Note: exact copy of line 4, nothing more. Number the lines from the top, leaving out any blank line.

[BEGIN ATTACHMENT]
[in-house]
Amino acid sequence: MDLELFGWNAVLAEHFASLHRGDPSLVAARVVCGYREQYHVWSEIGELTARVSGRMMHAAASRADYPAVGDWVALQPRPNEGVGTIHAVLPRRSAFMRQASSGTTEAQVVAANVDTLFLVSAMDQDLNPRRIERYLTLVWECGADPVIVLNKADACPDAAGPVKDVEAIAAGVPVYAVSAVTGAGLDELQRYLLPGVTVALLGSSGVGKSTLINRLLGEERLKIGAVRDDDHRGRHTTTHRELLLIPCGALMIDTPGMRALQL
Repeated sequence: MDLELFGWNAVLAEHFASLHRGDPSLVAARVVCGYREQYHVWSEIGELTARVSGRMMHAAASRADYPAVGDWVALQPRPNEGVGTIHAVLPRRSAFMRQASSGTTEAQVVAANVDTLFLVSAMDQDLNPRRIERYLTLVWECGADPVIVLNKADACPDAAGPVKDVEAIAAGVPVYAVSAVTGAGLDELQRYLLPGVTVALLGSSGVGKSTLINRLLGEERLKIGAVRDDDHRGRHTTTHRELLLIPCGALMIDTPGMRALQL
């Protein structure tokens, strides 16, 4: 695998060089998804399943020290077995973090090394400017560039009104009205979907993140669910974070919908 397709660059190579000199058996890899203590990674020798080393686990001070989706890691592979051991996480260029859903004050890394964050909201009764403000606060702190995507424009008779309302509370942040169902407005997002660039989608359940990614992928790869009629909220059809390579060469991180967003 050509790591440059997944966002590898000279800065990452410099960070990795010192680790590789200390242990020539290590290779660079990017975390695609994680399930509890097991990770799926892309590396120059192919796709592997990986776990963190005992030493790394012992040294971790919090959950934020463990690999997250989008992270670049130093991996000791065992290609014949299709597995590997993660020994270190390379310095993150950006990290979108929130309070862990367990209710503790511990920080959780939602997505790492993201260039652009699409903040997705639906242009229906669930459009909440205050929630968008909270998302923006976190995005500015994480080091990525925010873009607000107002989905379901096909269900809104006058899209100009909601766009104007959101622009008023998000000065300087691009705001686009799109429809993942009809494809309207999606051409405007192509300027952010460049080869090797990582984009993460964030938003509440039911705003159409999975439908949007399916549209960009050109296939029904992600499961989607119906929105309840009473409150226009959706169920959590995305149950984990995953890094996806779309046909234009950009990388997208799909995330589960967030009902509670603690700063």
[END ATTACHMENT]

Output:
């Protein structure tokens, strides 16, 4: 695998060089998804399943020290077995973090090394400017560039009104009205979907993140669910974070919908 397709660059190579000199058996890899203590990674020798080393686990001070989706890691592979051991996480260029859903004050890394964050909201009764403000606060702190995507424009008779309302509370942040169902407005997002660039989608359940990614992928790869009629909220059809390579060469991180967003 050509790591440059997944966002590898000279800065990452410099960070990795010192680790590789200390242990020539290590290779660079990017975390695609994680399930509890097991990770799926892309590396120059192919796709592997990986776990963190005992030493790394012992040294971790919090959950934020463990690999997250989008992270670049130093991996000791065992290609014949299709597995590997993660020994270190390379310095993150950006990290979108929130309070862990367990209710503790511990920080959780939602997505790492993201260039652009699409903040997705639906242009229906669930459009909440205050929630968008909270998302923006976190995005500015994480080091990525925010873009607000107002989905379901096909269900809104006058899209100009909601766009104007959101622009008023998000000065300087691009705001686009799109429809993942009809494809309207999606051409405007192509300027952010460049080869090797990582984009993460964030938003509440039911705003159409999975439908949007399916549209960009050109296939029904992600499961989607119906929105309840009473409150226009959706169920959590995305149950984990995953890094996806779309046909234009950009990388997208799909995330589960967030009902509670603690700063």